Why Oslo’s legacy should not be dismissed
The 1993 agreement may have failed to achieve its ultimate goal of a lasting peace between Israel and Palestine, but it created an opportunity for engagement, mutual recognition and a wish to cooperate given the right circumstances and willingness to reach a deal.
THE 25th anniversary of the Oslo Accords, which it was hoped would be the beginning of the end of the Israeli-Palestinian conflict, will be marked later this year. It will be marked more than celebrated. For many, the absence of peace after a quarter of a century of a peace process is a cause of great regret and leaves much to be lamented. What is left are fading memories of the signing on the White House lawn, with much fanfare, of a Declaration of Principles between the Israeli and Palestinian leaders in front of world leaders and millions of TV viewers across the globe.
In a day conference last Sunday at New York University, a group of practitioners and academics, Israelis and Palestinians, including the architect of the Oslo back channel and accords, Dr. Yossi Beilin, were painstakingly and painfully dissecting what went wrong, but also looking at the positives that can be taken from the peace efforts.
Oslo failed to achieve its ultimate goal of reaching a lasting peace that would justly, fairly and sustainably address all the core issues that divide the Israelis and the Palestinians. However, Oslo as a process and as an idea has also left a legacy of engagement, mutual recognition, and a wish to cooperate — given the right circumstances and willingness to reach a deal.
Back in the early 1990s, few could have imagined that, somewhere in Norway, behindthe-scenes meetings — with only the limited knowledge of Israeli Prime Minister Yitzhak Rabin and the Palestinian Liberation Organization leader Yasser Arafat, while marginalizing the sole superpower, the US — would yield such a meaningful breakthrough. Last Sunday, Beilin reminded the audience of a number of very important lessons to take from Oslo. First was the central importance of leadership and, in the case of Israel, how pivotal the role of the prime minister is, despite the very intricate political system.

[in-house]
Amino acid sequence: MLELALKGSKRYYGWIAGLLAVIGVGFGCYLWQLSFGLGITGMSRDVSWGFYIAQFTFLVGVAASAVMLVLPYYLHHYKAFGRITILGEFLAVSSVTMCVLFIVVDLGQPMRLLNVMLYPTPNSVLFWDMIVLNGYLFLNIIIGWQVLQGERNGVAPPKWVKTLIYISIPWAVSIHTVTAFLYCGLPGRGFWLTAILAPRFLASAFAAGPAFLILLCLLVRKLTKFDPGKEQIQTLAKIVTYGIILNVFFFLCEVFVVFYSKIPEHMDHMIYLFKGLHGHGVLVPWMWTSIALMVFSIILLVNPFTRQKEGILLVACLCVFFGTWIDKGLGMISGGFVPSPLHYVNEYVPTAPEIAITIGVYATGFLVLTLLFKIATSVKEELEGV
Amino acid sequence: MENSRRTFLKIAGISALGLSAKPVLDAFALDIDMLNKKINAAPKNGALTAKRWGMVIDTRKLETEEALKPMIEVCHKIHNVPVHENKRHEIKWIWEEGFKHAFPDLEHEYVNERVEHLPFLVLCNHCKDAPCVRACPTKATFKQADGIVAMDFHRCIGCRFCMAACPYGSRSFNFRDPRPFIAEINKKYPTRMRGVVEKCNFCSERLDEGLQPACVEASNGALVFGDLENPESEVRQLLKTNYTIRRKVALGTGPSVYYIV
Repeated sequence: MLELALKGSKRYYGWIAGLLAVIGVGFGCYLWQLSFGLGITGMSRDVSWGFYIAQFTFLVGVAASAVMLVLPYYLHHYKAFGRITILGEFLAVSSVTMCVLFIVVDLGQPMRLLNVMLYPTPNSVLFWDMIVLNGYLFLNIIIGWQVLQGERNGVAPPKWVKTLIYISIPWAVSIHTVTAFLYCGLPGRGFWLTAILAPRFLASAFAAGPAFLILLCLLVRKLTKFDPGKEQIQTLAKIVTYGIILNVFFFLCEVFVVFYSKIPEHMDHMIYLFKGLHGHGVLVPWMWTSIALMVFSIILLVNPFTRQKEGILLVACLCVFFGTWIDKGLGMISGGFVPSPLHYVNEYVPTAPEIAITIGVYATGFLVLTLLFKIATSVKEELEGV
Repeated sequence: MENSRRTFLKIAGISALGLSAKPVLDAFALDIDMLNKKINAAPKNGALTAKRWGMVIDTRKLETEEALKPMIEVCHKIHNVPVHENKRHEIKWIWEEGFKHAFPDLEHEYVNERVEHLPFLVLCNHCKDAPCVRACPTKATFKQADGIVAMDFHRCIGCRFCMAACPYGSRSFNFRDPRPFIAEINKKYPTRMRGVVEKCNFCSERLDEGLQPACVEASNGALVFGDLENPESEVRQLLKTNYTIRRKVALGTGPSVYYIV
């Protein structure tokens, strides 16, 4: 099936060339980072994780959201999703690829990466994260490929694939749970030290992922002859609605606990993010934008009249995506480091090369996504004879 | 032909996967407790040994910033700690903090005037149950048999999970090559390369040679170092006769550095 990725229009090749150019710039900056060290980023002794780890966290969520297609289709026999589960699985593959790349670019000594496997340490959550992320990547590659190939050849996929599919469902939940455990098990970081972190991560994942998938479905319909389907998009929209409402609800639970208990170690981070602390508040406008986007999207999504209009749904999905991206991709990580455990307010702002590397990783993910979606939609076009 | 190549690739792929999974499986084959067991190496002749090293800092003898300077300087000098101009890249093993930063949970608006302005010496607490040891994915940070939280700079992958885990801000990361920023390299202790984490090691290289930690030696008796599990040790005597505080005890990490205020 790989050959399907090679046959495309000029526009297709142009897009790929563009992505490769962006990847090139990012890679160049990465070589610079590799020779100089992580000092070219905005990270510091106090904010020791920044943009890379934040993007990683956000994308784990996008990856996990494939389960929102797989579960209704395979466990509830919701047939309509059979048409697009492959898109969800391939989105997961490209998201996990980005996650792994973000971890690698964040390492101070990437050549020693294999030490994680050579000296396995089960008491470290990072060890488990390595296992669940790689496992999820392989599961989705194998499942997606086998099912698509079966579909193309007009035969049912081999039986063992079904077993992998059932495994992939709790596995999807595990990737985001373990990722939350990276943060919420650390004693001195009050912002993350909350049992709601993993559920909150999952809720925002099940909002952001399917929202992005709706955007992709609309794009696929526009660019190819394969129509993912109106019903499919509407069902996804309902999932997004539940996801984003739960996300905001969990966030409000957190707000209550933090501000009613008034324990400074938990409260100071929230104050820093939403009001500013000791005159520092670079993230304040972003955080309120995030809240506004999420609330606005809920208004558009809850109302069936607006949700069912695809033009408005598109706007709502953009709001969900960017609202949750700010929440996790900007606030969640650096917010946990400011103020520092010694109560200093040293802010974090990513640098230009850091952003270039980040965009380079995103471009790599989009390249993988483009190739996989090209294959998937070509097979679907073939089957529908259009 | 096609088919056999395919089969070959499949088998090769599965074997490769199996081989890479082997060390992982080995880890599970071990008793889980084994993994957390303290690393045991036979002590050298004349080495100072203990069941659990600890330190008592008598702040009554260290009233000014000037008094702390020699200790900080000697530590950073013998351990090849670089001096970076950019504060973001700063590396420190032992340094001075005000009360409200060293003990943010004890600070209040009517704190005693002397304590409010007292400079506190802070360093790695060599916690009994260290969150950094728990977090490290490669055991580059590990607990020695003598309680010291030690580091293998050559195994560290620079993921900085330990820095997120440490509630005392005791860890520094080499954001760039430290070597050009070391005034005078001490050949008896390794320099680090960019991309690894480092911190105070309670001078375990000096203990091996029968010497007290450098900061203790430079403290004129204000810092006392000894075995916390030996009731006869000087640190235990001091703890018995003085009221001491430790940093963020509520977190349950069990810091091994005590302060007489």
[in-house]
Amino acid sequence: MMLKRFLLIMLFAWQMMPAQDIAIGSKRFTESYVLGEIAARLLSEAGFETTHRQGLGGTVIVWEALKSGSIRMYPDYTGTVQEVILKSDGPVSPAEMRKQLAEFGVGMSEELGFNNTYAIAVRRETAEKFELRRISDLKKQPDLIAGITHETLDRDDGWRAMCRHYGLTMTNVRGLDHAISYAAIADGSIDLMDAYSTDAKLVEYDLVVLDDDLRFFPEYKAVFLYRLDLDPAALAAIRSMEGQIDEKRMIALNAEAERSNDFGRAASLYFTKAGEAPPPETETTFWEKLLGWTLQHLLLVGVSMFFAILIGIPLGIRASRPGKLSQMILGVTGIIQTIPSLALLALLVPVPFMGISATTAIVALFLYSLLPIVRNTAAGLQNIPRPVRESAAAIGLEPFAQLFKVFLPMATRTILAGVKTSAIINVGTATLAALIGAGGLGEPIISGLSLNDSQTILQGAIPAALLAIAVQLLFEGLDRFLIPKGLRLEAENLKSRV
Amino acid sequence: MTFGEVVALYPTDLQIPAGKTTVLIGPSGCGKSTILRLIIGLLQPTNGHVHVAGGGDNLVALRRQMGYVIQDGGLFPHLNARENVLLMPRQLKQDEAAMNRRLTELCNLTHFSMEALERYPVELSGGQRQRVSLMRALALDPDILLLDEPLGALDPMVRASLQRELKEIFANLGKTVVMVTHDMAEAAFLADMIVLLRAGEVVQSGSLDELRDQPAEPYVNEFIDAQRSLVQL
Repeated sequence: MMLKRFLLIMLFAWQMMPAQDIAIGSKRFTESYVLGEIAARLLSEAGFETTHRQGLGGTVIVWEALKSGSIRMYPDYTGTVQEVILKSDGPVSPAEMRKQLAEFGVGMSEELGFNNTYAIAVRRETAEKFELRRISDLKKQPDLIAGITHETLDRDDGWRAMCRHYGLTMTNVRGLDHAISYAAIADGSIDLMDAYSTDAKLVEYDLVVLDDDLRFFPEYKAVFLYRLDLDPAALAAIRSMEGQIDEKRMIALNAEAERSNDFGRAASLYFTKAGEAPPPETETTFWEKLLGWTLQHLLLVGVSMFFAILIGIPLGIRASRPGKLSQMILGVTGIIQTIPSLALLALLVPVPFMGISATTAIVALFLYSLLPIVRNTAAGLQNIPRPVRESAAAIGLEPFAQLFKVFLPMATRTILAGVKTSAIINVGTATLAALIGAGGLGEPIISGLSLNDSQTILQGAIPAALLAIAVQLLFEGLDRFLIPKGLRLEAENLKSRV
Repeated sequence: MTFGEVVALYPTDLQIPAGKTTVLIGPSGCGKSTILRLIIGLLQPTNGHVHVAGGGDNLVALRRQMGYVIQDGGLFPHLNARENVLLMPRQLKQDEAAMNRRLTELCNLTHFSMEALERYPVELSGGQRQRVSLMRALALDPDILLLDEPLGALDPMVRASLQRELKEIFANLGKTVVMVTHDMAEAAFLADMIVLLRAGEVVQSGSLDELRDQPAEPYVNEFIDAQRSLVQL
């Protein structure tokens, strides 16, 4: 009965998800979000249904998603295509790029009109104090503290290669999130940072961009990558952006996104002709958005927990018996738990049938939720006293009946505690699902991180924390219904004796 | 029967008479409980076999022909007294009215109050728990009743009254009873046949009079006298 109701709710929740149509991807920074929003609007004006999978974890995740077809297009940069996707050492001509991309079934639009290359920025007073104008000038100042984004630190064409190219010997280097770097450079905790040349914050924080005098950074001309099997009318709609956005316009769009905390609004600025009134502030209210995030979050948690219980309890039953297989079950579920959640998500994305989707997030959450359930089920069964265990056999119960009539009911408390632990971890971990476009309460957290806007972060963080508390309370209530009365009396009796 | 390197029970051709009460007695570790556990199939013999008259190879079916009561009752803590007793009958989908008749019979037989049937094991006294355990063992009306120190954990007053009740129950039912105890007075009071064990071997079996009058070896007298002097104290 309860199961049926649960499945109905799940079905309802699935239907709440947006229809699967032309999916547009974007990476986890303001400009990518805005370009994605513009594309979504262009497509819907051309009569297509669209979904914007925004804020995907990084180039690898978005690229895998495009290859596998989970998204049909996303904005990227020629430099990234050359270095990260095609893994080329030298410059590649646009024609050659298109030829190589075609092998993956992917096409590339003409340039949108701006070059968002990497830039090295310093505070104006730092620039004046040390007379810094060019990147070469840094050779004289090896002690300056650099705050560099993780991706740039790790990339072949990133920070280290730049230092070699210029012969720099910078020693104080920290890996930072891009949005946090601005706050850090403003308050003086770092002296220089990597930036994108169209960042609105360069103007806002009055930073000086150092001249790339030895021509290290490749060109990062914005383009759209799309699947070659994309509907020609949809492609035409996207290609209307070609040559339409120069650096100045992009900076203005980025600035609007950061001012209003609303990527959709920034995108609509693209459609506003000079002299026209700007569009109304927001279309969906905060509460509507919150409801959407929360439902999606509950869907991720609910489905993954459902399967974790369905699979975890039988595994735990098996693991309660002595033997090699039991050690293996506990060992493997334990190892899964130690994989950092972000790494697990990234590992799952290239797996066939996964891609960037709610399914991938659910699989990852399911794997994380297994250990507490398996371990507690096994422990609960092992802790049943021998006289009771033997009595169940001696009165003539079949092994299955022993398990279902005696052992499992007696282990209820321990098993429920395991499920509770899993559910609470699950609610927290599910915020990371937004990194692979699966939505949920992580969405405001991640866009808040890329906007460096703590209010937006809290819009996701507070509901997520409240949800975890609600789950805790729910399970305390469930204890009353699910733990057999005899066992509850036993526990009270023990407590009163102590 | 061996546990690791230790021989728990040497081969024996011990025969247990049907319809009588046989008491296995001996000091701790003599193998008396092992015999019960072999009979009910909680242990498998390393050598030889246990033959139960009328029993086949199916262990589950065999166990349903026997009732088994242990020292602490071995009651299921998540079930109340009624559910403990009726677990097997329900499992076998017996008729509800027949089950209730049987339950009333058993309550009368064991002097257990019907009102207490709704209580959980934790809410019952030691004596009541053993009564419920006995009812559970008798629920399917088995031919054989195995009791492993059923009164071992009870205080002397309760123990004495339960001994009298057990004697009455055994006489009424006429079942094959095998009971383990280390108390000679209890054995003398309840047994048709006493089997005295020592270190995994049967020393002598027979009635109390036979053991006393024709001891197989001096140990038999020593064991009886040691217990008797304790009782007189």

A determined and visionary prime minister is crucial and irreplaceable. This was no different on the Palestinian side. Another observation, from the timeless oracle of the Israeli peace camp, was that there is an element of luck, or what Machiavelli would call “fortuna,” in creating an opportunity for peace. Such an opportunity must be embraced before it quickly disappears.
Back then, in 1993, the world was still in a state of post-Cold War euphoria. The collapse of the Soviet Union eliminated superpower rivalry, whereby either Washington or Moscow, although most probably the latter, might have played the spoiler in any IsraeliPalestinian peace effort. Another crucial contributory factor was the weakness of the PLO as a result of its support for Saddam Hussein during the 1991 Gulf War. This left the Palestinians' main representative body exposed politically, deprived of resources, and in dire need of regaining some regional and international legitimacy.